Organic agriculture prevents salinization and soil erosion ― and it could save the world’s agriculture

In a world in which the availability of land per person is projected to fall, in 2050, to half or a quarter of what it was in 1960, if one thing is sure is that we can’t afford to lose any more land. Sadly, that’s exactly what is happening: globally, a 33% of all our once-fertile land is either moderately or severely degraded, 18% has become bare, and 2% is newly covered with water as a consequence of climate change, according to a 2015 report published by the FAO. Put simply: there’s not going to be enough soil to feed a growing population if we don’t start managing our soil better, now.

Graph from 2015's FAO report on global soil degradation.

As this chart taken from the FAO report illustrates, our situation is dire. Less than half of the world's soil is safe or improving. The rest is under moderate or severe degradation, or already degraded.

A good deal of why we are in this situation lies in the differences between organic and non-organic fertilisers. As we have covered elsewhere in this blog, the advantages of organic fertilisersare many, not only in increasing indirectly the availability of plant food in the soil (a shorthand term for ‘every single nutrient necessary’) but also in the final quality of the produce, the health of plants, and even their productivity. But now we can add another element to the list of differences between organic fertilisers and non-organic fertilisers: salt buildup. “Salinization" (Salinity in soil) may come about when irrigation releases salts already in the soil, or when irrigation water or mineral fertilization brings new salts to the land”, explains the report. And indeed, according to a team of researchers from Zhejiang University, in China, the application of chemical fertilisers increases the salinity of the soil, eventually reducing its fertility.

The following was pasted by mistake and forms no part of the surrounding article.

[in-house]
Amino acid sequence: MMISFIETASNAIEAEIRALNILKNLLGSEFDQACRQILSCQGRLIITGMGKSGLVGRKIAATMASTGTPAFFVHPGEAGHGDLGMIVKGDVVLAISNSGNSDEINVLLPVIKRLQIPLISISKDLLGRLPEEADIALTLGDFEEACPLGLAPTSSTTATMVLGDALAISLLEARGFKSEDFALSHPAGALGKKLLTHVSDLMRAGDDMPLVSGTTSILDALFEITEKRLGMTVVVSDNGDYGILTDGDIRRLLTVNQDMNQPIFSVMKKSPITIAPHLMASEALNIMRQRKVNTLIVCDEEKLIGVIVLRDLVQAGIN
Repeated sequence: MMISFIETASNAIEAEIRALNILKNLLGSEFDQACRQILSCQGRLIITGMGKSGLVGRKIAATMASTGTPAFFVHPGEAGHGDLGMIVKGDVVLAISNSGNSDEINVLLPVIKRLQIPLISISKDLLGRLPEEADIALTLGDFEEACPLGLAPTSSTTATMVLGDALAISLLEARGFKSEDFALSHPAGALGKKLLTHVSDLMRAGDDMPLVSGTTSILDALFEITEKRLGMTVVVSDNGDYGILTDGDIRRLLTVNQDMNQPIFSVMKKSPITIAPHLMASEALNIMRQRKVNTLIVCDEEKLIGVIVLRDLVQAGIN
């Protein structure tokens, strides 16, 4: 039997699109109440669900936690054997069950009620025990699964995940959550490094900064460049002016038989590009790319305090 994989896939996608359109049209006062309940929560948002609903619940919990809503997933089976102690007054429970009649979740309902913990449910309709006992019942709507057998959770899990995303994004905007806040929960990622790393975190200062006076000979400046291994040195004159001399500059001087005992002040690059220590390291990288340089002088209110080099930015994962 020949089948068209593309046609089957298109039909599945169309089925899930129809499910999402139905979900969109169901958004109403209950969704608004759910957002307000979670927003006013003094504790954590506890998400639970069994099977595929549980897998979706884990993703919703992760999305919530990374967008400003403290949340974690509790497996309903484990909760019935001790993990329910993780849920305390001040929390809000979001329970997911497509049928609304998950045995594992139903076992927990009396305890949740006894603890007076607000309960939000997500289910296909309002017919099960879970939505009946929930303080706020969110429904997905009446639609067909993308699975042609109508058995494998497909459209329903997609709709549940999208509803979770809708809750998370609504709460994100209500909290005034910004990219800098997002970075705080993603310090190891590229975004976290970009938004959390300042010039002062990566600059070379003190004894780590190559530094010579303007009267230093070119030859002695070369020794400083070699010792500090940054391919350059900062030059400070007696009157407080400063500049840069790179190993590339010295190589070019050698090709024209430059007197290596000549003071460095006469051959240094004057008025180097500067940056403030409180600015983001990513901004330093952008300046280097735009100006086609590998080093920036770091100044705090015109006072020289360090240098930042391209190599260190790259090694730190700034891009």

Think of using non-organic fertilisers as bombarding the crust of the soil with nutrients: it’s clear that that’s going to be unsustainable in the long run. In contrast, as the FAO states: “Organic sources of plant nutrients enhance soil fertility and improve soil structure, water retention and biological activity”. As with every other living thing, soil has got to be nurtured and built. And as organic agriculture activist Volkert Engelsman told to a forum of other expert in the FAO headquarters in Rome, back in 2015: “Organic may not be the only solution but it's the single best option I can think of.” Here at Grow-Mate, we agree, and it's why we strive to offer products for the organic gardener that are, at the same time, affordable and efficient. You can take a quick look at them here.

Leave a comment (all fields required)

Comments will be approved before showing up.